Old technology responses to new technology threats: demand heterogeneity and technology retreats
AbstractWe explore the implications of a real and common alternative to attempting the transformation required to embrace a new, dominant, technology--the choice to maintain focus on the old technology. In considering this choice, we distinguish between "racing" strategies, which attempt to fight off the rise of the new technology by extending the performance of the old technology, and "retreat" strategies, which attempt to accommodate the rise of the new technology by repositioning the old technology in the demand environment. Underlying our arguments is the observation that the emergence of a new technology does more than just create a substitute threat--it can also reveal significant underlying heterogeneity in the old technology's broader demand environment. This heterogeneity is a source of opportunities that can support a new position for the old technology, in either the current market or a new one. Using this lens, we explore the decision to stay with the old technology as a rational, proactive choice rather than as a mark of managerial and organizational failure. We then consider the distinctive challenges and organizational dynamics that arise in technology retreats, and their implications for the ways in which managers and scholars should approach questions regarding the management of capabilities, lifecycles, and ecosystems. Copyright 2010 The Author 2010. Published by Oxford University Press on behalf of Associazione ICC. All rights reserved., Oxford University Press.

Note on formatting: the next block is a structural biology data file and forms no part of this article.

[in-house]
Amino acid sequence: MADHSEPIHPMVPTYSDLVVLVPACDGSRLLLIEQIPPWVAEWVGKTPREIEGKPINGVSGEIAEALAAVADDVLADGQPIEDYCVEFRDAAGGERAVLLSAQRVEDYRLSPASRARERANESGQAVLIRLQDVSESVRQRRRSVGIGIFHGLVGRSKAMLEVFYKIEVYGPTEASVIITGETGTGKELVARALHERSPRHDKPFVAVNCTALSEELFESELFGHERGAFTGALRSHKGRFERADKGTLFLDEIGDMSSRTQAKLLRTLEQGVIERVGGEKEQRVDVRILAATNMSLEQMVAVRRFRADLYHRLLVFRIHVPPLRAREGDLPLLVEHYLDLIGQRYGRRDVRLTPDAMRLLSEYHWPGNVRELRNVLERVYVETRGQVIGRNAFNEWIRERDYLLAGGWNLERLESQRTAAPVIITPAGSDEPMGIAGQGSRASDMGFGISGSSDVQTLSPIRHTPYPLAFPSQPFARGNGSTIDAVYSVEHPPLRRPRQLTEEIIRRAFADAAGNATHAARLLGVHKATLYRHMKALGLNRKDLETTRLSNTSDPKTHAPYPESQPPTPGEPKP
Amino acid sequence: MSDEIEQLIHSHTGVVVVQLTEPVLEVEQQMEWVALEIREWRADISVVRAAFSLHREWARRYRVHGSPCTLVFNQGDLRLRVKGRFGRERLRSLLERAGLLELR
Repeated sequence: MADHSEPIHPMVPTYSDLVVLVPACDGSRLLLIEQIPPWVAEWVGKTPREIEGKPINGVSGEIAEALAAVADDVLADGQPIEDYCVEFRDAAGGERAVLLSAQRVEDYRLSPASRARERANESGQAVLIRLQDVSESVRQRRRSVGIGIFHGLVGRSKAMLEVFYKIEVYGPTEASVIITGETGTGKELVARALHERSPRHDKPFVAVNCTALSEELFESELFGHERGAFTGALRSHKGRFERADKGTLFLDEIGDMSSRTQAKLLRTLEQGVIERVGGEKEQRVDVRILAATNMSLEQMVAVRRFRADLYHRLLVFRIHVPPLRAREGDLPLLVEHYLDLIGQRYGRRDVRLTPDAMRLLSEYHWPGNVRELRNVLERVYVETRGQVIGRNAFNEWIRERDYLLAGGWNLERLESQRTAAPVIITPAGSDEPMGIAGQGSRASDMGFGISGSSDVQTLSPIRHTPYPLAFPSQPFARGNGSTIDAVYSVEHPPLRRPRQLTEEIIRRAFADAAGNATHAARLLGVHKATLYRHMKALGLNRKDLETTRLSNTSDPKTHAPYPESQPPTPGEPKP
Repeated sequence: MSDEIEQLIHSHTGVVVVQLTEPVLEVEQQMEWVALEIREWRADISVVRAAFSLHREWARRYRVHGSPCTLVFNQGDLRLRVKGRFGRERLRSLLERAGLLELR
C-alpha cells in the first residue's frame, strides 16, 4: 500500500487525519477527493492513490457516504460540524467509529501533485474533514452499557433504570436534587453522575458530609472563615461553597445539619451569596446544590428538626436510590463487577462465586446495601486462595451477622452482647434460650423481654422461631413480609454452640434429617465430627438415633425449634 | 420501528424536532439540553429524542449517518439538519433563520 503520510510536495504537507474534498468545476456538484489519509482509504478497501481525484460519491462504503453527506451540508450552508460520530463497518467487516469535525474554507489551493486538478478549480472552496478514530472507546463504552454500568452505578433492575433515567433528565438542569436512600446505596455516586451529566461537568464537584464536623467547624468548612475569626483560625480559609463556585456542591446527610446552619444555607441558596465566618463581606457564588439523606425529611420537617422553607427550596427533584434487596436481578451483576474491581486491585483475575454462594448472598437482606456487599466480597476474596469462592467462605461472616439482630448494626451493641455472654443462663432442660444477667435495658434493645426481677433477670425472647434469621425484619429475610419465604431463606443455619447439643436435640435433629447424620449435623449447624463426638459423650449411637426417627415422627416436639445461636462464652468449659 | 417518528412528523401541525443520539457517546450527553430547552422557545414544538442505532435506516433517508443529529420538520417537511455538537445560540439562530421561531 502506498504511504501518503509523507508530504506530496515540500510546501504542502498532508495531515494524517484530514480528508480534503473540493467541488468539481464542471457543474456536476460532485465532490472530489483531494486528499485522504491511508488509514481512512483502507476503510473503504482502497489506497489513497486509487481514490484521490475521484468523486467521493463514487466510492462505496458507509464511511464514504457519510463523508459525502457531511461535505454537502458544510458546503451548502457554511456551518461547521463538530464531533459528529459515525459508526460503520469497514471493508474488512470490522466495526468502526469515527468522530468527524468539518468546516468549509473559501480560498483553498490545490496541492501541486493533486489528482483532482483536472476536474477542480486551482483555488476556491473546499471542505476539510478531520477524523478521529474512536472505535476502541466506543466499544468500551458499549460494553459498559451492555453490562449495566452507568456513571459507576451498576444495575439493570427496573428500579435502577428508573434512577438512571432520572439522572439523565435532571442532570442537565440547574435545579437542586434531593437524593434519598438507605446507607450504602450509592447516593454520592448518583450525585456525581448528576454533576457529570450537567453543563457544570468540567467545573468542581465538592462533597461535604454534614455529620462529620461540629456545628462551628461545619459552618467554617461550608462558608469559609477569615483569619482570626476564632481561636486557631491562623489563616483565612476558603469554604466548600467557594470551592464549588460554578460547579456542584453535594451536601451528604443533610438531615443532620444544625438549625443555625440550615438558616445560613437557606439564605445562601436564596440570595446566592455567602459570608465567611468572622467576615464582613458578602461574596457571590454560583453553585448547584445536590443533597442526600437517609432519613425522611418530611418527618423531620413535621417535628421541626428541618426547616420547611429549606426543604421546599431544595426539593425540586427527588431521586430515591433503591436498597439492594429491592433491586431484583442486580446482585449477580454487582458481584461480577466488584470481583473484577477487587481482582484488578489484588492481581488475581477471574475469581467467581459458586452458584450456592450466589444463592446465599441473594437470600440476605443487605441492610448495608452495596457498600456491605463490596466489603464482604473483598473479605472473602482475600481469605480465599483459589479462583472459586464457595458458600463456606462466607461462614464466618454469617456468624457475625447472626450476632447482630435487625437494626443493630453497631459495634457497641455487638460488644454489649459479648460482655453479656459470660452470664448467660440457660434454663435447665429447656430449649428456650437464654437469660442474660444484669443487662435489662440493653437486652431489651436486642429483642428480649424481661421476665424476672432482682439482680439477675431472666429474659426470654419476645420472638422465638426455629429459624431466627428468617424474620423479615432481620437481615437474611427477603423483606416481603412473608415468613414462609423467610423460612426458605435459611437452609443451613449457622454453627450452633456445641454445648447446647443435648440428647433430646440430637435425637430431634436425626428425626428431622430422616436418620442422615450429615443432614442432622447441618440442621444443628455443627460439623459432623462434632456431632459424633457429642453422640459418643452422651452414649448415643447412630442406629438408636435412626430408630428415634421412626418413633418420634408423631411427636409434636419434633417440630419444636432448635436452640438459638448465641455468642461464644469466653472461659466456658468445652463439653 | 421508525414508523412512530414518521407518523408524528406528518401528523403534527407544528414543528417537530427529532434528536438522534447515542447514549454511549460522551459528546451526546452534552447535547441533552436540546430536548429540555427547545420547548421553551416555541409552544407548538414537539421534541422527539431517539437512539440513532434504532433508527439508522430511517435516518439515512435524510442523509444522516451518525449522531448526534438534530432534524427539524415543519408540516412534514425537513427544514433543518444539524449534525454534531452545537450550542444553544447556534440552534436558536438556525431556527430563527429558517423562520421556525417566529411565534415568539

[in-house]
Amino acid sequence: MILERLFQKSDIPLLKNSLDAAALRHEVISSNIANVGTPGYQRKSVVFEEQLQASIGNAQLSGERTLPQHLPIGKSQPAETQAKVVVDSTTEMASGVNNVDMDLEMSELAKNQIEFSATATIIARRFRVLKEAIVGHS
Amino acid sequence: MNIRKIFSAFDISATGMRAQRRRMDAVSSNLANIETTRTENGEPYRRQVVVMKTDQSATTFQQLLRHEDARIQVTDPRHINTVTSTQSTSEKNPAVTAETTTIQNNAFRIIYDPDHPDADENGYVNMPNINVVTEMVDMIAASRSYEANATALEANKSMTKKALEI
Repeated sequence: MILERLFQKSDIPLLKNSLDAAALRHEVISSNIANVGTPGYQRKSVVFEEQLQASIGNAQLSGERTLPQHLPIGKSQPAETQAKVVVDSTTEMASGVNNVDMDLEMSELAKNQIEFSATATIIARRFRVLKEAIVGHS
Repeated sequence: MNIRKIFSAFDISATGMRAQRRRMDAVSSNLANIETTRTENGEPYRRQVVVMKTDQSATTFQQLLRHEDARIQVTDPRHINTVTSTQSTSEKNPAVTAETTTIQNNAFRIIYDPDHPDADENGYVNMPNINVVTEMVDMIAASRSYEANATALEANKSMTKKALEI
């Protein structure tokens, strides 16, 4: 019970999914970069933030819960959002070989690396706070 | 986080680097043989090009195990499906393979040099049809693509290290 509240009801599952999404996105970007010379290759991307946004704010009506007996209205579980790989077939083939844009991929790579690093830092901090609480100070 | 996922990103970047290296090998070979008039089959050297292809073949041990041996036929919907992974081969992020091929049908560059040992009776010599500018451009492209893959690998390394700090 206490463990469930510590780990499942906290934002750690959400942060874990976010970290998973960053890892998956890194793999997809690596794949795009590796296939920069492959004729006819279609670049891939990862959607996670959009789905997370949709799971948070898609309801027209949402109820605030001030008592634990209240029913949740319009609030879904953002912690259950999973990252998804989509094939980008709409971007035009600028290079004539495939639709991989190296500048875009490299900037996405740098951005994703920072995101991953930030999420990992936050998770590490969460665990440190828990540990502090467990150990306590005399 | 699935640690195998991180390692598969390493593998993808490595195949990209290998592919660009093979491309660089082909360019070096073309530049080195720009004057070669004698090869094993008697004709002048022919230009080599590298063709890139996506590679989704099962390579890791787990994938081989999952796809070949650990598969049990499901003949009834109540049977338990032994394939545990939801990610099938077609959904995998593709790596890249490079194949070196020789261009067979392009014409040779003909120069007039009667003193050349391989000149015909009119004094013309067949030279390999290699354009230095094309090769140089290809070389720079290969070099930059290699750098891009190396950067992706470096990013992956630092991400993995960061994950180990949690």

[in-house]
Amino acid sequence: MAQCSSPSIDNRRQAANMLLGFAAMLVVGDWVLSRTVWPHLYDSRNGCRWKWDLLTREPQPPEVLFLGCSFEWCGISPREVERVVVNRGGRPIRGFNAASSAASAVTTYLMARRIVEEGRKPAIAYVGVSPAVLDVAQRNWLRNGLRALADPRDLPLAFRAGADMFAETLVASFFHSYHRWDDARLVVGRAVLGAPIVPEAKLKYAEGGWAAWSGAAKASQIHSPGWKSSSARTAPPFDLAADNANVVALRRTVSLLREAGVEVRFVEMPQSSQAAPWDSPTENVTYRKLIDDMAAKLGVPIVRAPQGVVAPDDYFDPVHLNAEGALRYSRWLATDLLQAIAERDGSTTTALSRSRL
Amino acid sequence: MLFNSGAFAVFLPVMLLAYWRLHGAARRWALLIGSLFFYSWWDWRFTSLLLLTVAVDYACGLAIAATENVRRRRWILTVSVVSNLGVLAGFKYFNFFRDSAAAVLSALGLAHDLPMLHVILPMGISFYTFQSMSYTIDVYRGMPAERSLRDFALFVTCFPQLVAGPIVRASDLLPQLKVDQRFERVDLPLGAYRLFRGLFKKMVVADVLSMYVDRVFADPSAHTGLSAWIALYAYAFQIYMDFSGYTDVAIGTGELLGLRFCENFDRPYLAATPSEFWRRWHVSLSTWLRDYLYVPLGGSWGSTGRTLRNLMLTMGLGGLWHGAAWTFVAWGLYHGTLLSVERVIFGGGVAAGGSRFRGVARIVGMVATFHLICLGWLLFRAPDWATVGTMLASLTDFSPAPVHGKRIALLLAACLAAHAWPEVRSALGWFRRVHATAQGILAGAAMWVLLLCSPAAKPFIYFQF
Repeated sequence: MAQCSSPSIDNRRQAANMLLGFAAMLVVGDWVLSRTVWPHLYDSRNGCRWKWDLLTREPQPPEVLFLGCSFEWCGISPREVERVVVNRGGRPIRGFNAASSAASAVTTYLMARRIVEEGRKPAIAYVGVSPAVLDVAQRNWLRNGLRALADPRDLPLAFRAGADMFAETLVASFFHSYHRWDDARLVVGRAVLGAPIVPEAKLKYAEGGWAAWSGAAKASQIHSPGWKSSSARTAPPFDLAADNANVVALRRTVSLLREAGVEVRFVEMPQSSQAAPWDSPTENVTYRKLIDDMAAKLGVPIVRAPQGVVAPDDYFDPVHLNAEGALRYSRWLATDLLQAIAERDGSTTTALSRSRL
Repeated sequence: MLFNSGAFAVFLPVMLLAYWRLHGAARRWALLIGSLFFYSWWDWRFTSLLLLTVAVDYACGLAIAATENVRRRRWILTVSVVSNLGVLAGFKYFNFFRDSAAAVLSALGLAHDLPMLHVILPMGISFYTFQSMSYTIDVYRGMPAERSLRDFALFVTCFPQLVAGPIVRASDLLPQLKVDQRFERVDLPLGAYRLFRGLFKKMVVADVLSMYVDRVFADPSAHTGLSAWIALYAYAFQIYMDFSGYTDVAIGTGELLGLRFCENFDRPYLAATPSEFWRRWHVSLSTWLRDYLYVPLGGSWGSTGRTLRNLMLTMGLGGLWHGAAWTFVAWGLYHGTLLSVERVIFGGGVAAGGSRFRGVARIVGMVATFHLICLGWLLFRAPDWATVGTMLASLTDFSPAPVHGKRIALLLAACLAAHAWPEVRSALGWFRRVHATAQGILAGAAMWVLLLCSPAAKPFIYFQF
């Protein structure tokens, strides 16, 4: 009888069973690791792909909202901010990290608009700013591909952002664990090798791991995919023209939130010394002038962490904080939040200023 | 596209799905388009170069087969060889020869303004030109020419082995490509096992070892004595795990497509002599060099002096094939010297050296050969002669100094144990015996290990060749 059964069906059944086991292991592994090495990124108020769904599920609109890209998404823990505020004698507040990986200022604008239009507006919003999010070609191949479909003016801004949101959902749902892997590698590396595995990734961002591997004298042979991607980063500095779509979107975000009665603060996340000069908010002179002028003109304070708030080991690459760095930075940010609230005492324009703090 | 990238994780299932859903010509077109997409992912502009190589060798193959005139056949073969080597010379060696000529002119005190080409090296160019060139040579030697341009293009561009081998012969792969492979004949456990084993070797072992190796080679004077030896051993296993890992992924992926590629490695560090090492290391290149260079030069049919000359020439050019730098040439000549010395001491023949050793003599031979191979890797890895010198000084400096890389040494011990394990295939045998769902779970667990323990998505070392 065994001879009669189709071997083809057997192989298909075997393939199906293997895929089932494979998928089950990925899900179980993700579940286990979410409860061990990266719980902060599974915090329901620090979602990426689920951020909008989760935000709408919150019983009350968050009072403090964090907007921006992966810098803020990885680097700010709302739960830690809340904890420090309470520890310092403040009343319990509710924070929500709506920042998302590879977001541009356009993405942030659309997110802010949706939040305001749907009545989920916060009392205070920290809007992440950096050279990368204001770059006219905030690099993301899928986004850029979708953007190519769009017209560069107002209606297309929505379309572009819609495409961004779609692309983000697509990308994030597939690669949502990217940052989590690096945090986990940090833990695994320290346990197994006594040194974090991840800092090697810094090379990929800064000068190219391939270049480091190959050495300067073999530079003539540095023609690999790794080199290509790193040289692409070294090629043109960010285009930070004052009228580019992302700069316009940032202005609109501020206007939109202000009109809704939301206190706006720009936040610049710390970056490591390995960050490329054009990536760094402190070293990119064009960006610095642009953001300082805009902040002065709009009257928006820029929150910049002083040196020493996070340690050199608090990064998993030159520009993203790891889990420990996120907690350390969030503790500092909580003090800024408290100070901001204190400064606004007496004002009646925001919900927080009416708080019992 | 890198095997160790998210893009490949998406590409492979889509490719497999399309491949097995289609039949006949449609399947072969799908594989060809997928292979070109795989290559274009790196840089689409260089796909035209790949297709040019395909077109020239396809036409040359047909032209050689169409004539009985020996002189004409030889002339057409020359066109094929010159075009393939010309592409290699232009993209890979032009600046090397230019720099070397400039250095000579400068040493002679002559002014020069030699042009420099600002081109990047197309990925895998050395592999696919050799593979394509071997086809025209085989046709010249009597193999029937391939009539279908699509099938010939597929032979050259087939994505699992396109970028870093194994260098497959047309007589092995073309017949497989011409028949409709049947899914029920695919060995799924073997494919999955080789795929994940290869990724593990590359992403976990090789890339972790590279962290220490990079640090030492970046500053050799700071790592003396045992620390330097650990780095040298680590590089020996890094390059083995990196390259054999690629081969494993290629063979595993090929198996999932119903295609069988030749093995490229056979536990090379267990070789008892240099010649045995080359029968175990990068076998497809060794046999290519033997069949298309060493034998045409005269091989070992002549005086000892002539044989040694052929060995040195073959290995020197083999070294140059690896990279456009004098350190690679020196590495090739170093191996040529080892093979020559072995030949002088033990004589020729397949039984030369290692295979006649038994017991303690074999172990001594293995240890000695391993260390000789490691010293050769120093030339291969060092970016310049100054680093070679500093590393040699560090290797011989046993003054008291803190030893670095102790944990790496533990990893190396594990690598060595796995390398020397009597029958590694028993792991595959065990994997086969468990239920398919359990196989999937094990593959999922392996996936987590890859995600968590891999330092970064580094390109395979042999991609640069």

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Bibliographic InfoArticle provided by Oxford University Press in its journal Industrial and Corporate Change.
Volume (Year): 19 (2010)
Issue (Month): 5 (October)
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- JP Eggers & Michal Grajek & Tobias Kretschmer, 2011. "Performance implications of core and complementary pre-entry experience: The role of consumer heterogeneity in mobile telephony," ESMT Research Working Papers ESMT-11-03 (R2), ESMT European School of Management and Technology, revised 29 May 2012.
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